Think Before You Upgrade: Will More Bandwidth Really Help?
Upgrading network connections to higher bandwidth can bring some false hopes.
It is assumed, understandably, that if we go from a 10Mbps link to a 100Mbps link that application performance will improve by a measureable factor. Even non-computer people would think this is logical. However, unless a performance problem is directly related to congested bandwidth on a LAN, WAN, or Data Center link, the application will continue slogging along as it always has.
Before upgrading a link to improve application performance, there are some steps that should be taken.
Conduct a Capacity Planning Assessment
A capacity assessment does more than simply show utilization on a link over a period of time. Utilization graphs can be misleading because often, they are built from data that is averaged over a one to five minute interval. Micro-bursts of utilization will be lost in these averages, and may lead us to think that the link is well below thresholds.
SNMP tools that poll for utilization on a link can also be misleading because they may poll during quiet times, between spikes of traffic on a connection.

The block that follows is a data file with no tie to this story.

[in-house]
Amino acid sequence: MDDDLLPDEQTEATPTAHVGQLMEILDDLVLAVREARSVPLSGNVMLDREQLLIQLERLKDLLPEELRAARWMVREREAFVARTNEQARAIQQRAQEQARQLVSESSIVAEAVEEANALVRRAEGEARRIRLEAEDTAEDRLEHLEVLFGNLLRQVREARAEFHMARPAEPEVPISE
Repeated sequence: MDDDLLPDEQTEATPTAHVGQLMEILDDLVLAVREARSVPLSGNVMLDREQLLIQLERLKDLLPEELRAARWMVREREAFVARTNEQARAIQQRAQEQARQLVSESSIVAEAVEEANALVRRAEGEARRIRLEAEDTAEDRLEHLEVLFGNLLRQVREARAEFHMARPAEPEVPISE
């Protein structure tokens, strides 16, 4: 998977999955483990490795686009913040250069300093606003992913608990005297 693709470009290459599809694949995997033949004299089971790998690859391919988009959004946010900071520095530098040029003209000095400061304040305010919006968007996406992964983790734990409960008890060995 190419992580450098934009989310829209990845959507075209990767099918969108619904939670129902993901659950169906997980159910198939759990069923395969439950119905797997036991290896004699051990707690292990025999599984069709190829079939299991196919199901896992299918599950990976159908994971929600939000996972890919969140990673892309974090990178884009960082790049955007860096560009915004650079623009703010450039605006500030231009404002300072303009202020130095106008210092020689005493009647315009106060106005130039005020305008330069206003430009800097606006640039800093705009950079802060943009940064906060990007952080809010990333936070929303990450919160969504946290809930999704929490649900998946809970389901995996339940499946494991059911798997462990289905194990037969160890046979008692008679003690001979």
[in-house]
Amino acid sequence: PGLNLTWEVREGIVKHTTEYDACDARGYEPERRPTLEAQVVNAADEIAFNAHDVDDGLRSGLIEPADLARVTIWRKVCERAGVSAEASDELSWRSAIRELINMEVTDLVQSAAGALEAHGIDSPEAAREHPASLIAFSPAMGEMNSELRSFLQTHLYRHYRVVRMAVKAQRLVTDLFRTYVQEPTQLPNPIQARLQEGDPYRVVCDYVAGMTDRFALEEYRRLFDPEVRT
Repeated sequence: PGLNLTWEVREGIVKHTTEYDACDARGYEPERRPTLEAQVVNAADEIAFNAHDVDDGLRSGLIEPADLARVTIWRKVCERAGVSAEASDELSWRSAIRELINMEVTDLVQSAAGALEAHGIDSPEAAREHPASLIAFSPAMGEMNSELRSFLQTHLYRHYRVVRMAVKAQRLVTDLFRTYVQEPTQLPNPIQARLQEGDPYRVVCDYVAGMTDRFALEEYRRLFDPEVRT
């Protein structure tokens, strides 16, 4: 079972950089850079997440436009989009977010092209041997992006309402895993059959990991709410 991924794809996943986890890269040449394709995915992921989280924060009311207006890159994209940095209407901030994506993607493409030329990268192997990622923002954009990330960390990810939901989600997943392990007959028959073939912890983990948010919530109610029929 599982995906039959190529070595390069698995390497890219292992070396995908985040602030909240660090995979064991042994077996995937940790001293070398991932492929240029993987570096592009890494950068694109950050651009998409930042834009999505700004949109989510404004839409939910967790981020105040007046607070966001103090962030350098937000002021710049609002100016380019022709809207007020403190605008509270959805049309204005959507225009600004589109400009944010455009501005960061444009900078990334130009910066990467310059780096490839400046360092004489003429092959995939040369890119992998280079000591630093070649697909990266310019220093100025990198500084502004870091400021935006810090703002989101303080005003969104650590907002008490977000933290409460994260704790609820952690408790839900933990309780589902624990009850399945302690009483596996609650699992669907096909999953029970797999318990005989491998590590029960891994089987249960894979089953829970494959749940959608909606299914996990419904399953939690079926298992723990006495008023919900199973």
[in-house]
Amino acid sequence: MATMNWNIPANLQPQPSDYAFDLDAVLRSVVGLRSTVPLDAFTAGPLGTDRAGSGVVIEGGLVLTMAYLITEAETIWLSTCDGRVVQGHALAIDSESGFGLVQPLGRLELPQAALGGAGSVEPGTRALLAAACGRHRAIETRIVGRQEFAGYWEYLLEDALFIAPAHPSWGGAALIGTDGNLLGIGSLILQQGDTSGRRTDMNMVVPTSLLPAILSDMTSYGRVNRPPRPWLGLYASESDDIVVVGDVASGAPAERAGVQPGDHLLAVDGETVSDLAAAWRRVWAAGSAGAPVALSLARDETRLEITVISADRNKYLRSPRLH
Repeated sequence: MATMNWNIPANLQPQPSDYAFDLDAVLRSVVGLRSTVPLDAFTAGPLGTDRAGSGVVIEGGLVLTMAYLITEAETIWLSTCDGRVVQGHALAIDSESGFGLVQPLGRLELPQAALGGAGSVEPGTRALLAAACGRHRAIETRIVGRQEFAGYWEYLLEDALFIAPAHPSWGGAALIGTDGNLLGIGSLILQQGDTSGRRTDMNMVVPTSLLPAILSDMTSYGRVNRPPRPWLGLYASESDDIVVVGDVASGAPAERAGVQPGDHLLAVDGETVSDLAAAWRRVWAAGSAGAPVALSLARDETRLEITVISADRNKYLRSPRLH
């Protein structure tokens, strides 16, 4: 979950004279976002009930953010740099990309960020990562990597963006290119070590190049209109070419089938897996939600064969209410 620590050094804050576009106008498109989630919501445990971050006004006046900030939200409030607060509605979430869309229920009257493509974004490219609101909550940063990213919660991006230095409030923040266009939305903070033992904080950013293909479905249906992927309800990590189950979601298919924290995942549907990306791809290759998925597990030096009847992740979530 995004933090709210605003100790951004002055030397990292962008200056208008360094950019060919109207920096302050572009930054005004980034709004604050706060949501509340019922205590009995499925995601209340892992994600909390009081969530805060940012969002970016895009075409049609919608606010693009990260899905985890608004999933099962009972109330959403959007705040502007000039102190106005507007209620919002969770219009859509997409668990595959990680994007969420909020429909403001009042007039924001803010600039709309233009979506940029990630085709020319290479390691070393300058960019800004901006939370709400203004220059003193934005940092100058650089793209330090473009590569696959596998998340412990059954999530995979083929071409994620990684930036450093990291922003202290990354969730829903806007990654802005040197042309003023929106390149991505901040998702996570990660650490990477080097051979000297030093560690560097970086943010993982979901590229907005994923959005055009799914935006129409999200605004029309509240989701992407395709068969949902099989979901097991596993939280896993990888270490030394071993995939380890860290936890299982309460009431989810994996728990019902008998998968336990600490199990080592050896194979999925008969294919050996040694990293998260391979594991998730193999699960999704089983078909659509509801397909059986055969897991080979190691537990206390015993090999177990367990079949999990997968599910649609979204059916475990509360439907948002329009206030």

Using a tool like the TruView, we can leverage both SNMP and NetFlow data to display the amount of time that a link spends at a certain threshold. If the utilization goes above a comfortable level, the graph will show when and for how long the burst appeared.
Using the Capacity Detail view, the TruView can correlate the time and utilization graph with the Flow data for that connection, which will display the applications that were in use during high traffic periods. In the graph above, we can see that the high utilization measurements directly correlate with an increase in YouTube Video traffic. When this traffic goes away, the connection returns to normal, or average. The Flow data will also show who is responsible for generating this traffic and how many connections were established.
Using this data, we can make better decisions about where and how to upgrade connections, saving precious dollars for the links that will really improve performance.
The next blog entry on this subject will cover the second step engineers should take before trying to upgrade a problem away – Analyze application traffic to determine if the network is the problem.